Manali. Noting that “connectivity is directly related to the country’s defense needs”, Prime Minister Narendra Modi on October 3 inaugurated the world’s longest 9km mountain tunnel through the Himalayas – the all-weather Atal Tunnel connecting the Northern Indian state of Himachal Pradesh with the centrally administered Ladakh region, cutting travel time for civilian and military traffic by four to five hours.
“Atal tunnel will give new strength to India’s border infrastructure. It is an example of world-class border connectivity. There have been demands to improve border infrastructure but for a long time, such projects either couldn’t get out of planning stage or got stuck midway,” Modi said, adding: “One of our top priorities is to strengthen the international border on all sides.”
“Greater connectivity means more rapid development. Especially in the border areas, connectivity is directly related to the country’s defense needs,” Modi said, adding: “A very difficult resolution has been fulfilled today by piercing the impenetrable Pir Panjal. Today I pay my respectful greetings to the hard working men who risk their lives, engineers, all working brothers and sisters in this Mahayagya (among the pledges for nation building).”
The Atal Tunnel, the Prime Minister said, was “living proof of world-class border connectivity. Be it part of the Himalayas, the expansion of deserts in Western India or the coastal areas of South and East India, they are huge resources both for the security and prosperity of the country. There has always been a demand to improve the infrastructure here due to the balanced and complete development of these areas”.
The Atal Tunnel, Modi said, “is going to be the lifeline of a large part of Himachal Pradesh as well as the new Union Territory of Leh-Ladakh. Now, this large area of Himachal Pradesh and Leh-Ladakh will always be connected with the rest of the country, moving fast on the path of progress”.
Noting that with the tunnel the distance between Manali and Keylong will be considerably reduced, Modi said: “My siblings of the mountain can understand what it means to reduce the distance…on the mountains.”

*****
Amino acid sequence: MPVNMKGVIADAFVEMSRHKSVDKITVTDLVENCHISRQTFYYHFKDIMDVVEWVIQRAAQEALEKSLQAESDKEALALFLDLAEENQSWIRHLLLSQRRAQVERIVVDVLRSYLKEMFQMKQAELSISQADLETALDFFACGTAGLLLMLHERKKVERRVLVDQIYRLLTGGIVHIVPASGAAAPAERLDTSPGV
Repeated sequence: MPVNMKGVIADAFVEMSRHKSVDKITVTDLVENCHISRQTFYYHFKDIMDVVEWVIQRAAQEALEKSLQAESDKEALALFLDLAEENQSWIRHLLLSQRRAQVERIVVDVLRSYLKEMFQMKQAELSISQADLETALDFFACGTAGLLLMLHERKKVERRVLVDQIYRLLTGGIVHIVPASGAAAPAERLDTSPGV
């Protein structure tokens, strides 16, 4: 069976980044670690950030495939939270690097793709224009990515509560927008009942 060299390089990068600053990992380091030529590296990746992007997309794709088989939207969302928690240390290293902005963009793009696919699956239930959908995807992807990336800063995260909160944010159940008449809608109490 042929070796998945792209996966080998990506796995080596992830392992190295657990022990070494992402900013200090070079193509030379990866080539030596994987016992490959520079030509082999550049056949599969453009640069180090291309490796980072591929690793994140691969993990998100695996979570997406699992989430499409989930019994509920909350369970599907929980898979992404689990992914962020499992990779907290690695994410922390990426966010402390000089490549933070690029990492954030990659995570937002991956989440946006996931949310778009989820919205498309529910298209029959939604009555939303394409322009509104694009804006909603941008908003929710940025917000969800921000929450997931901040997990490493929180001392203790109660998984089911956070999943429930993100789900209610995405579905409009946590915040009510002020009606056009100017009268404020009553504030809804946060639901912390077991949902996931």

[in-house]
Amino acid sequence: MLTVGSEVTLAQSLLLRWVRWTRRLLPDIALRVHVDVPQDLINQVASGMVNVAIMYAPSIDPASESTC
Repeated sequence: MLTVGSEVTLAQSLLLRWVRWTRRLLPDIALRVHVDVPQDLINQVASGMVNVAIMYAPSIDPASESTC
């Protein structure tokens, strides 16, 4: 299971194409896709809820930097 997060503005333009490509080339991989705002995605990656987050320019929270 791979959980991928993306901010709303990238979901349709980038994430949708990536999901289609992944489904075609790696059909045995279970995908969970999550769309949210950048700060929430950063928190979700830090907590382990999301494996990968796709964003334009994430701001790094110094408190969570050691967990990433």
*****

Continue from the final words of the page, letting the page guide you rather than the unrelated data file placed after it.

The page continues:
Farmers, gardeners and the youth of Leh-Ladakh “will now have easy access to the capital of Delhi and other markets. Their risk will also be reduced. Not only this, this tunnel is also strengthening the connection between Himachal and Buddha tradition which has left India and is showing a new path, new light to the whole world. Many congratulations to Himachal and all the colleagues of Leh-Ladakh for this”.
Modi also traveled in the tunnel from the South Portal to the North Portal and also visited the emergency egress tunnel that was built into the main tunnel itself. He also witnessed a pictorial exhibition on “The Making of Atal Tunnel” on the occasion.
At present, the Manali-Leh Highway, is one of only two routes to Ladakh for the movement of civilian traffic and military supplies to the Line of Actual Control (LAC) with China as also the Siachen Glacier but is motorable for only four months a year due to heavy snowfall.
Even when the road was open, it required a tortuous 117-km journey from Manali to Keylong on the other side of Rohtang Pass that usually took about five to six hours, not counting the long hours of traffic gridlocks. This has now been reduced by 46 km and can be completed in 30 minutes with the tunnel permitting speeds of up to 80 km an hour.
The other route is through the Zoji Lah on the Srinagar-Drass-Leh Highway that also gets blocked by snow for nearly four months in a year. Construction of a 14 km long tunnel under Zoji La has also been planned.
At 3,100 metres, the single tube 10-metre-wide double-carriageway Atal Tunnel, named after former Prime Minister Atal Bihari Vajpayee, incorporates a host of safety features and is expected to daily cater to some 3,000 cars and 1,500 trucks, including transporters of heavy tanks like the T-90. It has been built over a 10 year period at a cost of Rs. 4,000 crore ($300 million).